Four students in the College of Engineering received prestigious awards through the National Science Foundation Fellowship Program. This program recognizes and supports outstanding graduate students in NSF-supported science, technology, engineering and mathematics disciplines who are pursuing research-based Master’s and doctoral degrees at accredited institutions in the United States. Fellows receive a three-year stipend of $34,000 along with a $12,000 cost of education allowance for tuition and fees.

The recipients include Elizabeth Holzenthal, Ph.D. candidate in civil engineering; Phylicia Cicilio, M.S. candidate in electrical engineering; Maoya Bassiouni, Ph.D. candidate in water resources engineering; and Mark Surette, Ph.D. candidate in environmental engineering.

Elizabeth Holzenthal, Ph.D. candidate in civil engineering.
Elizabeth Holzenthal, Ph.D. candidate in civil engineering.
Maoya Bassiouni, Ph.D. candidate in water resources engineering.
Maoya Bassiouni, Ph.D. candidate in water resources engineering.
Phylicia CicilioM.S. candidate in electrical engineering.
Phylicia Cicilio, M.S. candidate in electrical engineering.
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Mark Surette, Ph.D. candidate in environmental engineering.

Hanna Rolston, a Ph.D. candidate in environmental engineering, received the National Defense Science & Engineering Graduate Fellowship. Awarded by the Department of Defense, these three-year graduate fellowships are offered to individuals who have demonstrated the ability and special aptitude for advanced training in science and engineering.

Hannah Rolston, Ph.D. candidate in environmental engineering.
Hannah Rolston, Ph.D. candidate in environmental engineering.

Iftekhar Ahmed, Ph.D. candidate in computer science, received an IBM Ph.D. Fellowship. This competitive program awards Ph.D. students who have an interest in solving problems that are important to IBM and fundamental to innovation in many academic disciplines and areas of study. Ahmed will receive a $20,000 stipend for the academic year and a $10,000 education allowance.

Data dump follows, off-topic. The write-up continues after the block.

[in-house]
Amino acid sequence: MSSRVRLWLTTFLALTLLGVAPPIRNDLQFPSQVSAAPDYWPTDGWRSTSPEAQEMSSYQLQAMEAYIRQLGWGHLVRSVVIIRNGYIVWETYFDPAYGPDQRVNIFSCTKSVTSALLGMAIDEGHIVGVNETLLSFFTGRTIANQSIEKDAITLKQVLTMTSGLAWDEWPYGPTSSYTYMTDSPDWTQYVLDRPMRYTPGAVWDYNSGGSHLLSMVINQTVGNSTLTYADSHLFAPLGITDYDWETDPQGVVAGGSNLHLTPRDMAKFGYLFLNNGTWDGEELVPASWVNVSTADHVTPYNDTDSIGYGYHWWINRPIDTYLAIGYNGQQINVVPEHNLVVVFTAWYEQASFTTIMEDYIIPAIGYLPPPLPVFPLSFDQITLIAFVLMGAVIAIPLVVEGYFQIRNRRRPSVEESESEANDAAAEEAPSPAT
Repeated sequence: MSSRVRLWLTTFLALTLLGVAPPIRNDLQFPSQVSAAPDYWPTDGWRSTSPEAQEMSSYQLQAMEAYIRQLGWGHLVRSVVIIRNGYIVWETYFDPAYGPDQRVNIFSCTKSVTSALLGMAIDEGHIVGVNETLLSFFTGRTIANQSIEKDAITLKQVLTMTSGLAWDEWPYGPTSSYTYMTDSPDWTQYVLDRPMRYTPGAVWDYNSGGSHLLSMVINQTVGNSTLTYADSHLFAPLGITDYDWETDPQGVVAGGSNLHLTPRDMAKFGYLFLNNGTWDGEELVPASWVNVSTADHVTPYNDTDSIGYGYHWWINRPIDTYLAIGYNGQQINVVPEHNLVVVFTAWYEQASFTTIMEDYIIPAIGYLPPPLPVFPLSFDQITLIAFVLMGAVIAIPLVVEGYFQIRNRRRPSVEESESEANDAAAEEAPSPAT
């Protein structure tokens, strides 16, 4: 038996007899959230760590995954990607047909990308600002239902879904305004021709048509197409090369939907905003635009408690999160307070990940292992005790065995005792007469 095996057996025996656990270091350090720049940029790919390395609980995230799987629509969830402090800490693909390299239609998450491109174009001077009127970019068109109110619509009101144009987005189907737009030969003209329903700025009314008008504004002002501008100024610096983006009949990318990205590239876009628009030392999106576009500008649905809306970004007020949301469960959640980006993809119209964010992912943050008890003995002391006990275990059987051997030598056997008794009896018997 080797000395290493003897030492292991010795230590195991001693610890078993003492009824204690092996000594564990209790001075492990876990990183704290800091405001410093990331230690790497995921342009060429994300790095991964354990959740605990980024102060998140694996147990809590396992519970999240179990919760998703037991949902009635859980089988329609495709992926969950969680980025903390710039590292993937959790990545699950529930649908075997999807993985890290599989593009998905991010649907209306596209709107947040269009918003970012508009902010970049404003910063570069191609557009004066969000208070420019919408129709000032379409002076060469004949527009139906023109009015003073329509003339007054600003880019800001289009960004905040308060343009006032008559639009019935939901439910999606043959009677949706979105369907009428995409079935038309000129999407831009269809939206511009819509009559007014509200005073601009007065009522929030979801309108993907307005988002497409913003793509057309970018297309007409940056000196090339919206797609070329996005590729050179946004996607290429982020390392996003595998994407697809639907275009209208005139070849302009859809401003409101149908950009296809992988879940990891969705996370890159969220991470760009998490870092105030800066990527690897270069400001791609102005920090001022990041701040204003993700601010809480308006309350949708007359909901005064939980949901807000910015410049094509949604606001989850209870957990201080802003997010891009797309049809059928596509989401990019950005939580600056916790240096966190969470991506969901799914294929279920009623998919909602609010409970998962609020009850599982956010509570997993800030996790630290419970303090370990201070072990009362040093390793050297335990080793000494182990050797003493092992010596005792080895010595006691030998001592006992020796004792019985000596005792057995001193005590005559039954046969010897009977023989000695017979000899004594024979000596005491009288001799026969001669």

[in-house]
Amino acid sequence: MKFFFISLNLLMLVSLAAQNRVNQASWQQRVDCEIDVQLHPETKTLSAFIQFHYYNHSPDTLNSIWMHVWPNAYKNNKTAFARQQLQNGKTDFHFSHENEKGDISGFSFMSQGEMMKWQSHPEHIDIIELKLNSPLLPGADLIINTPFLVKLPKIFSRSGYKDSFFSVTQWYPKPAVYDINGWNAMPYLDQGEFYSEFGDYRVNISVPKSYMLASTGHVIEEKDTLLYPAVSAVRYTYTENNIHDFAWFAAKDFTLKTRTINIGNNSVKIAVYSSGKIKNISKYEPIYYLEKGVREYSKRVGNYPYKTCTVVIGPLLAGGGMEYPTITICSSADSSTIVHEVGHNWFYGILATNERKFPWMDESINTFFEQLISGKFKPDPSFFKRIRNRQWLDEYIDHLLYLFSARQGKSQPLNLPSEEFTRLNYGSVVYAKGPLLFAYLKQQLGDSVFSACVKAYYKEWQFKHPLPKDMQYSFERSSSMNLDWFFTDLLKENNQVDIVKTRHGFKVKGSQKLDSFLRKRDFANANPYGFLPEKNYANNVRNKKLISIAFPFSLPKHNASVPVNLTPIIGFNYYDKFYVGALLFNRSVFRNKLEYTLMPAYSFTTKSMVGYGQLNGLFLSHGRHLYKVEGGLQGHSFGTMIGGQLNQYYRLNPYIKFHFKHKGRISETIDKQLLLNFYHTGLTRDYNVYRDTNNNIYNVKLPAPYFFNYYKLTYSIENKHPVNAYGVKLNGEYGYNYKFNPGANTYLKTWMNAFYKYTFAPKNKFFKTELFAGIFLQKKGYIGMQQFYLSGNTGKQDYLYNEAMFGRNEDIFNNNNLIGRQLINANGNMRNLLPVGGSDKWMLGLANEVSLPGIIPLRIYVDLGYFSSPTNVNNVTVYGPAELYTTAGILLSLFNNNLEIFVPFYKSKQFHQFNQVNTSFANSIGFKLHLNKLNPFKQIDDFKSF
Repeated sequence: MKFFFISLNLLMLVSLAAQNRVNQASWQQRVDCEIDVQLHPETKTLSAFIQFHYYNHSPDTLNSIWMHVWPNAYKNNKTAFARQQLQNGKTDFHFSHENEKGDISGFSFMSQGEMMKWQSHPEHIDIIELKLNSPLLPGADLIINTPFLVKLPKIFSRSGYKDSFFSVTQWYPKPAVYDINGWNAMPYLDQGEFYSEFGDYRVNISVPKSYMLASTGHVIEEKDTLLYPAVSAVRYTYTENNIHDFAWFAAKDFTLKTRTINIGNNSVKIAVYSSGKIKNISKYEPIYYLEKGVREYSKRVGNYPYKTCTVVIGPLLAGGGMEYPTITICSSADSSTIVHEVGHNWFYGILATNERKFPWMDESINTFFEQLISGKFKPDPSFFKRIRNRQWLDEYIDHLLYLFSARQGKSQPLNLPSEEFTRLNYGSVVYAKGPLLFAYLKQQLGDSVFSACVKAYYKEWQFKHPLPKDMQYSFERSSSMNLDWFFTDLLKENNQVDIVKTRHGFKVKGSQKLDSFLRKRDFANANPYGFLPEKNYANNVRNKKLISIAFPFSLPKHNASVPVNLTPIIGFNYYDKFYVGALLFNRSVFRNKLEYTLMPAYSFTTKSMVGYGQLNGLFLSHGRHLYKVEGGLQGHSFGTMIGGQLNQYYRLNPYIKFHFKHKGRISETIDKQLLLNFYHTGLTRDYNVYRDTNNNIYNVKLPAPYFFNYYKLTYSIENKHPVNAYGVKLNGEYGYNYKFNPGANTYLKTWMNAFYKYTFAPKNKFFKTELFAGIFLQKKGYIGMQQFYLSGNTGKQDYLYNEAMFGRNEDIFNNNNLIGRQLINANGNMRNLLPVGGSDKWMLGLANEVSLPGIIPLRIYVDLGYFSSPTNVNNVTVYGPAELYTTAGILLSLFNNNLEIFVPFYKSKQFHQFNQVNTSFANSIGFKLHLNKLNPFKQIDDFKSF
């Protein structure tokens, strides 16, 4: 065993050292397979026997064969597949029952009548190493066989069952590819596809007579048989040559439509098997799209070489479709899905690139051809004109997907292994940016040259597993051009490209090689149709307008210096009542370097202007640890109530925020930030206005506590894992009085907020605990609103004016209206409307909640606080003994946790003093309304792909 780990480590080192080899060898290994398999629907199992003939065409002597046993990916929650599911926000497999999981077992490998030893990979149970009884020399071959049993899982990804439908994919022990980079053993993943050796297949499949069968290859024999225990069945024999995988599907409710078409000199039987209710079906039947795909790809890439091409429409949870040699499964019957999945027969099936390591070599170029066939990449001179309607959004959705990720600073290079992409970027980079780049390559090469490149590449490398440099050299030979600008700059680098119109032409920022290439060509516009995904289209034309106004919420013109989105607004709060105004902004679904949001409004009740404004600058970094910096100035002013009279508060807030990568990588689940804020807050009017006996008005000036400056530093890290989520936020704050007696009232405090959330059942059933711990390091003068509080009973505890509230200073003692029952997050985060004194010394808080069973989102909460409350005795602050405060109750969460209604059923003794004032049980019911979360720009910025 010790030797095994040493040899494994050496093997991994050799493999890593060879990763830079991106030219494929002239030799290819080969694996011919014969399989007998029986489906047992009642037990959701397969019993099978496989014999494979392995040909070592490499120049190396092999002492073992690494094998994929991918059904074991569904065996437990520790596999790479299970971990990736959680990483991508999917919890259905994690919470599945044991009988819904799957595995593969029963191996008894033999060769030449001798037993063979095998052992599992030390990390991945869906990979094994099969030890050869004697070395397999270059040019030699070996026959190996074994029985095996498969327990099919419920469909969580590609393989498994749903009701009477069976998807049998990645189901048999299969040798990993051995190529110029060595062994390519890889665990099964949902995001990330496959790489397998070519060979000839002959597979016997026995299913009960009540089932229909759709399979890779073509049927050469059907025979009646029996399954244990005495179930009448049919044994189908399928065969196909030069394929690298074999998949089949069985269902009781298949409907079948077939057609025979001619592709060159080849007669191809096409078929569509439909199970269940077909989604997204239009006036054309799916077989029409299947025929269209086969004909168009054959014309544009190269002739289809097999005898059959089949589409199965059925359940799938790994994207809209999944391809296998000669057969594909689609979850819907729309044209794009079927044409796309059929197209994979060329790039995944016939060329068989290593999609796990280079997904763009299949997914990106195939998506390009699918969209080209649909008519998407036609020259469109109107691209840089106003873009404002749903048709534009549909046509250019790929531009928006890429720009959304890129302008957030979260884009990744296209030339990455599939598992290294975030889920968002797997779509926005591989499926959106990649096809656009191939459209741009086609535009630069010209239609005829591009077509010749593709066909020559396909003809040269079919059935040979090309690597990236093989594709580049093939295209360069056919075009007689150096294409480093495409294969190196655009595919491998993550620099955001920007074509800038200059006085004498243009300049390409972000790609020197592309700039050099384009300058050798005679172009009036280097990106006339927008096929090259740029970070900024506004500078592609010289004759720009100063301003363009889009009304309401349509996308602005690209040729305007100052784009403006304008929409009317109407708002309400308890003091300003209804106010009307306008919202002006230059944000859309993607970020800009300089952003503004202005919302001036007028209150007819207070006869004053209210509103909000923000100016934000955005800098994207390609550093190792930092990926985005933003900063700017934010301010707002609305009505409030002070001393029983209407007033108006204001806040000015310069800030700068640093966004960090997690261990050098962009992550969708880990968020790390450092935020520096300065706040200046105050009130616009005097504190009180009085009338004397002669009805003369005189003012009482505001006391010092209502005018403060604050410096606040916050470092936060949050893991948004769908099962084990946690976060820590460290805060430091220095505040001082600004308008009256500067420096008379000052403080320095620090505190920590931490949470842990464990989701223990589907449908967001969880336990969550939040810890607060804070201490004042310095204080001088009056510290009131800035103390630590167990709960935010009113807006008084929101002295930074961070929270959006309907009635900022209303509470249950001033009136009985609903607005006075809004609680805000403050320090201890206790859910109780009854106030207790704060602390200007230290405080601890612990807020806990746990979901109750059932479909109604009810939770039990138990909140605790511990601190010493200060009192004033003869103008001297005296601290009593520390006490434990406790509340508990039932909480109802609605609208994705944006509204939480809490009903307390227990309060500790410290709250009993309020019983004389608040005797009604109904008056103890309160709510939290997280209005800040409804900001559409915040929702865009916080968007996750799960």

Iftekhar Ahmed, Ph.D. candidate in computer science.
Iftekhar Ahmed, Ph.D. candidate in computer science.

Alexandra Simpson, M.S. candidate in Civil Engineering, and Dylan Jones, M.S. student in robotics, received Honorable Mentions.

Mechanical engineer endeavors to improve hand surgeries

Sutures have been the primary way to connect muscles, tendons, or any biological tissue for 30,000 years. This fundamental method of sewing together living body parts has served humankind well, but Ravi Balasubramanian sees room for improvement. Through a new research project called REHand (for Re-Engineering the Hand) he is designing a mechanical implant that provides an alternative to the suture for attaching muscles to tendons in certain applications such as tendon transfer surgeries on patients with hand injuries.  Continue reading

When a massive chemical spill contaminated West Virginia’s Elk River in January, up to 300,000 residents were without access to potable water. Officials began lifting the ban on using tap water only a few days later, citing lowered concentrations of 4-methylcyclohexane methanol (MCHM), the licorice-smelling chemical used in the separation and cleaning of coal products. Continue reading

Talia Helman (right) conducts research in Assistant Professor Joe Baio's lab (photo by Mitch Lea).
Talia Helman (right) conducts research in Assistant Professor Joe Baio’s lab (photo by Mitch Lea).

Oregon State University sophomore Talia Helman received a Johnson Scholarship Fund that enabled her to work on cutting-edge research with bioengineering faculty member Joe Baio. Her experience was made possible by Peter Johnson, ’55 ChE, and his wife Rosalie, who donated $2.4 million to the School of Chemical, Biological, and Environmental Engineering (CBEE) to endow the Peter and Rosalie Johnson Scholarship Fund. Thanks to their generosity, more than 200 CBEE students have benefited from this unique scholarship–internship program, including Talia. Read more about her time as a Johnson Intern and how the experience shaped her career goals in medicine. Continue reading

TheyPages from Terra-ALL-final-lowres-1 say nature does it best, and researchers in the College of Engineering are discovering just how true this can be. They are turning to birds, bats, and butterflies for inspiration in the design of Unmanned Aerial Systems (UAS). These devices can fly above ground to lower risks to fire fighters, reduce cost of collecting data on wildlife, and help locate lost hikers or skiers. Now, College of Engineering faculty are working hard alongside businesses, economic development organizations, and the state government to advance the technology. Read the whole story in Terra.